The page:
Jason and I have been working hard to develop our own combined vision of what's important. We've researched and re-researched and talked over all the options ad nauseum as we attempt to craft an honest day that meets everyone's needs and our core desires. Of course, this has been hugely beneficial for our relationship and wedding but, paradoxically, it's also made clarity more elusive and difficult to achieve than ever. Although we're definitely on the same page now, our exposure to so many incredible real weddings and DIY ideas has somehow muddled our focus. One day we want fabric bunting, the next we want papel picado, the next day we want fabric draping, the next day we want vintage chic, the next we want bold paper lanterns, the next we want paper flowers the next we want pinwheels and so on. Decor, however, is not a major wedding flashpoint for us. We like the pretty, but we're willing to settle on something that's simply right for our site, our vibe, our budget, and our sense of DIY ease. In the meantime, it's just inspiration (for the wedding or our next party, whichever comes first.)
Or so I thought. I thought I was doing well keeping it in perspective. I though I was doing well keeping focused on our shared vision. I thought I'd learned to dismiss most of the blog photos as too-expensive-for-us, but nice to look at and adapt. I thought I'd been able to view it with a clear "that's great for them" and "oh how pretty - for someone else" approach until late last week, when I made a birthday-present-to-myself jewelery purchase that's closer to my true personal style than anything I've been obsessing over in my recent wedding dress shopping. The surprising immediacy and strength behind my desire for that jewelery showed me all the ways in which this wedding inspiration has been more insidious than I'd realized.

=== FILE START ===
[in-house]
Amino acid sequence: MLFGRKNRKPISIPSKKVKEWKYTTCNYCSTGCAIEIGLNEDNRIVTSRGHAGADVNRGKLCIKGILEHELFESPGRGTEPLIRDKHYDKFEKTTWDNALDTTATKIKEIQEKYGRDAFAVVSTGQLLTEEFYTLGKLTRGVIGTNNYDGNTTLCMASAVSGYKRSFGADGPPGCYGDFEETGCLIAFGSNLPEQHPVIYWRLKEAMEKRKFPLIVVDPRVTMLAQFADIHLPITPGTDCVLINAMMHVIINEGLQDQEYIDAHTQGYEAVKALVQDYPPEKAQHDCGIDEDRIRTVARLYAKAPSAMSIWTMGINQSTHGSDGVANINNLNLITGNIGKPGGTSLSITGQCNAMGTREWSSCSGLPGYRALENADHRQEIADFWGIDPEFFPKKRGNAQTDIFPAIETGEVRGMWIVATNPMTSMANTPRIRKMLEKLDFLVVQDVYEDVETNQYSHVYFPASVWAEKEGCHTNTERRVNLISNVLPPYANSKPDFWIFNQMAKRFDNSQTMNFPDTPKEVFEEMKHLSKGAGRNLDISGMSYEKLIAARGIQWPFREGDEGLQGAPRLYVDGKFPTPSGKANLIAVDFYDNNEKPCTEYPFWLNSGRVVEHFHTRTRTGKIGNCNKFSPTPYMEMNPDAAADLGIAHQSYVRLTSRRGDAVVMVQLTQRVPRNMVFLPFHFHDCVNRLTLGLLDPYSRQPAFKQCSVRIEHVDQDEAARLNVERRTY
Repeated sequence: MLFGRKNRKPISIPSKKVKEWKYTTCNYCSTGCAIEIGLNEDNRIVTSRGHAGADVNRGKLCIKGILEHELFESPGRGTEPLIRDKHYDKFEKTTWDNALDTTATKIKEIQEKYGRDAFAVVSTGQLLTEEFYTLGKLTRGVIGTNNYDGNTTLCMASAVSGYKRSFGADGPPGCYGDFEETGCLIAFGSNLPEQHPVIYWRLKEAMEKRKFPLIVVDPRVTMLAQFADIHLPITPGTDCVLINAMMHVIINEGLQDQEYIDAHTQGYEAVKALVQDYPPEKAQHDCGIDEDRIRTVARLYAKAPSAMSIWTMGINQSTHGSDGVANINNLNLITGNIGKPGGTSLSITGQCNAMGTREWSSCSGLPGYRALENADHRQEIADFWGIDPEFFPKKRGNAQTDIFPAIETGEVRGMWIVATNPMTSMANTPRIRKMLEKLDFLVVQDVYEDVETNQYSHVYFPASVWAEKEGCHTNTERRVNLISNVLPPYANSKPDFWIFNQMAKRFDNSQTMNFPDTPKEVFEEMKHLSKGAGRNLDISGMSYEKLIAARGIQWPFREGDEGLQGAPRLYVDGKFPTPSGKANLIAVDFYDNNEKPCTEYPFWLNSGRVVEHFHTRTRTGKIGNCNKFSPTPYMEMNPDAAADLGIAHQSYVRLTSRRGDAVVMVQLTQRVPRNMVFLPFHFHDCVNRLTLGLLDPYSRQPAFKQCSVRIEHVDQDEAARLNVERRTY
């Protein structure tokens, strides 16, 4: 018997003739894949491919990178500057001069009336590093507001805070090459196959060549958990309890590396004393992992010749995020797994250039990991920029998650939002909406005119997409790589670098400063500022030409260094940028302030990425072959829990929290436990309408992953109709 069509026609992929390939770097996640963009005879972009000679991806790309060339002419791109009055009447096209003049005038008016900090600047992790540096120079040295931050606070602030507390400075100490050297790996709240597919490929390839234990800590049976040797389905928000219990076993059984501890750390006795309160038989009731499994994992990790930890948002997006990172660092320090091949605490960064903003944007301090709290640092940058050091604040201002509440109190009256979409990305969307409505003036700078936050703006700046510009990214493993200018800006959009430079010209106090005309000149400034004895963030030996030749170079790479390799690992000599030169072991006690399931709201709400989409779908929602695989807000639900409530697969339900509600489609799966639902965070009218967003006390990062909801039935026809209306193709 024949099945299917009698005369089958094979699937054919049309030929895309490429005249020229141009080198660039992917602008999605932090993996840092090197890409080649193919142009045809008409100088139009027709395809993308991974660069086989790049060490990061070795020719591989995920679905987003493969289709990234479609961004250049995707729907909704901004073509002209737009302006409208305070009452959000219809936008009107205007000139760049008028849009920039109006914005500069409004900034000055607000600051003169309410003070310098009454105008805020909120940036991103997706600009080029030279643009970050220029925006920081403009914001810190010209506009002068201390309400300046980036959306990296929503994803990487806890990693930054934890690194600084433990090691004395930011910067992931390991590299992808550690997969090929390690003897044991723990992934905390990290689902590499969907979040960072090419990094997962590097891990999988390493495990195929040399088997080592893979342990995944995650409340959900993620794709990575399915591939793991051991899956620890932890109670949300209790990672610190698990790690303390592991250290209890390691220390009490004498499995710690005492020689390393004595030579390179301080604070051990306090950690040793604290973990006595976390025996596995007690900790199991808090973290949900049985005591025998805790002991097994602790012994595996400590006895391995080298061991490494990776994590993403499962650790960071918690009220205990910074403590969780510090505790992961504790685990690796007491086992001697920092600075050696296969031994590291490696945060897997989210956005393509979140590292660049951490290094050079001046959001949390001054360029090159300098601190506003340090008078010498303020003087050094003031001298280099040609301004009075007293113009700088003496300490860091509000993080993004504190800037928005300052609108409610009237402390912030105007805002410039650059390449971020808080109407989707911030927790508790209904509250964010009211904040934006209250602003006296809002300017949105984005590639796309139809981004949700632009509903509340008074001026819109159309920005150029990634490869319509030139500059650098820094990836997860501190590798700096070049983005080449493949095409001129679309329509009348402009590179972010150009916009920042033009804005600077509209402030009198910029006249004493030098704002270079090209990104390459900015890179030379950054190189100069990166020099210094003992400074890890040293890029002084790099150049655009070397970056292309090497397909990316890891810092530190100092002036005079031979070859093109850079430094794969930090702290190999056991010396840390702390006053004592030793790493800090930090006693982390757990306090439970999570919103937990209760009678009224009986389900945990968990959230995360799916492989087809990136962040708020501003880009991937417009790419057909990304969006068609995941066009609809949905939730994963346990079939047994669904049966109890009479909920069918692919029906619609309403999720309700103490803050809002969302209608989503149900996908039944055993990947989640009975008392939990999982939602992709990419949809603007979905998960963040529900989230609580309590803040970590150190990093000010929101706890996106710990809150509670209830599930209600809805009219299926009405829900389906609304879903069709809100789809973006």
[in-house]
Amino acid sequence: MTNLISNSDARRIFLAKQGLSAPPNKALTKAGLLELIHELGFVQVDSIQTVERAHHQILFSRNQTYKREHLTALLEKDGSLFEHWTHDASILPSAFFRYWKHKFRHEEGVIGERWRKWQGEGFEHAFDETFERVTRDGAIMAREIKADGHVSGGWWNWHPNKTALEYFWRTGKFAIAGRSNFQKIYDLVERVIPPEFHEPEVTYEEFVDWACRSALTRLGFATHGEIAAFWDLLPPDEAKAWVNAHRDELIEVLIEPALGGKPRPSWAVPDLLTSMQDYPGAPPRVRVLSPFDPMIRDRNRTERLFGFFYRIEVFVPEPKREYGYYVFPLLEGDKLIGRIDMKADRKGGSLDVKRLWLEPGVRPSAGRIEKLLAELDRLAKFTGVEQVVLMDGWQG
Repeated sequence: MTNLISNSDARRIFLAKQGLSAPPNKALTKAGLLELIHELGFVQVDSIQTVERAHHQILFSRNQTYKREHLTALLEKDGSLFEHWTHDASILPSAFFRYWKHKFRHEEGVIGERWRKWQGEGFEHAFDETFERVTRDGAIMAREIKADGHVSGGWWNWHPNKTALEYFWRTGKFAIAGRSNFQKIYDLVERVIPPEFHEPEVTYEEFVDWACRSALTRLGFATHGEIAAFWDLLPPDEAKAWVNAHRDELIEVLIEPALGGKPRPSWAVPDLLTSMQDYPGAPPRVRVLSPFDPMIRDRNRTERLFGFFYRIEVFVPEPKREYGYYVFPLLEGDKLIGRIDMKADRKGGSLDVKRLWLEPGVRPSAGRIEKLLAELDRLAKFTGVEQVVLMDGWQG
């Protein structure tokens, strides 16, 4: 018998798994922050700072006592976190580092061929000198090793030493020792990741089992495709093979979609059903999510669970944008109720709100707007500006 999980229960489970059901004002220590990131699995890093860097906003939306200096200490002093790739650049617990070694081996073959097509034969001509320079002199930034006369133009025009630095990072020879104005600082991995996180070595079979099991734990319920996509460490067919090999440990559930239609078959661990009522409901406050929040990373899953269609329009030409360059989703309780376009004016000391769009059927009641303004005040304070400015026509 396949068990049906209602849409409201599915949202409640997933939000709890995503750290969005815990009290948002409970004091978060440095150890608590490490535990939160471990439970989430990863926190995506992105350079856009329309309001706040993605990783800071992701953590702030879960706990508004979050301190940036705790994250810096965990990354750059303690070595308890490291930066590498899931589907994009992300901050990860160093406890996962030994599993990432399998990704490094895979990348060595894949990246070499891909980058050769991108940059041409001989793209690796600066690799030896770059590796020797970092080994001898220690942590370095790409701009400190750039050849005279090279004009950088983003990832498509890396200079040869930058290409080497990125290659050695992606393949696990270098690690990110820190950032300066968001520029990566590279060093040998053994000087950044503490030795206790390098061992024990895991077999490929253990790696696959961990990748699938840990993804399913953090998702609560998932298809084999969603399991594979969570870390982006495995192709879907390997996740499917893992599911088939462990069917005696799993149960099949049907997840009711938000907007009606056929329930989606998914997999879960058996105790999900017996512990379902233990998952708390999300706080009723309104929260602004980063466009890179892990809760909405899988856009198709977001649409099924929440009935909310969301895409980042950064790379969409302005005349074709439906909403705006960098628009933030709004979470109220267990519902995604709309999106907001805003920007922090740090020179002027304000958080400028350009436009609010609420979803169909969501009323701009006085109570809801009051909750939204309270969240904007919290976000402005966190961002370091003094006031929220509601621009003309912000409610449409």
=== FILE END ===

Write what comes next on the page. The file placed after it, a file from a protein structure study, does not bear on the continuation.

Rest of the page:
I wasn't planning to make this jewelry purchase. And, I admit that I got a bit carried away. But I love bold statement piece jewelery. Purses, shoes and dresses are great and all, but jewelery is my true personal style love and weakness. I know about quality jewelery. And I know an amazing deal on jewelery when I see it. So when I happened upon an amazing deal (over 80% off worth-it designer jewelery) on a one day secret boutique at Rue La La last week, my heart skipped a few beats, I checked my bank account, and pounced.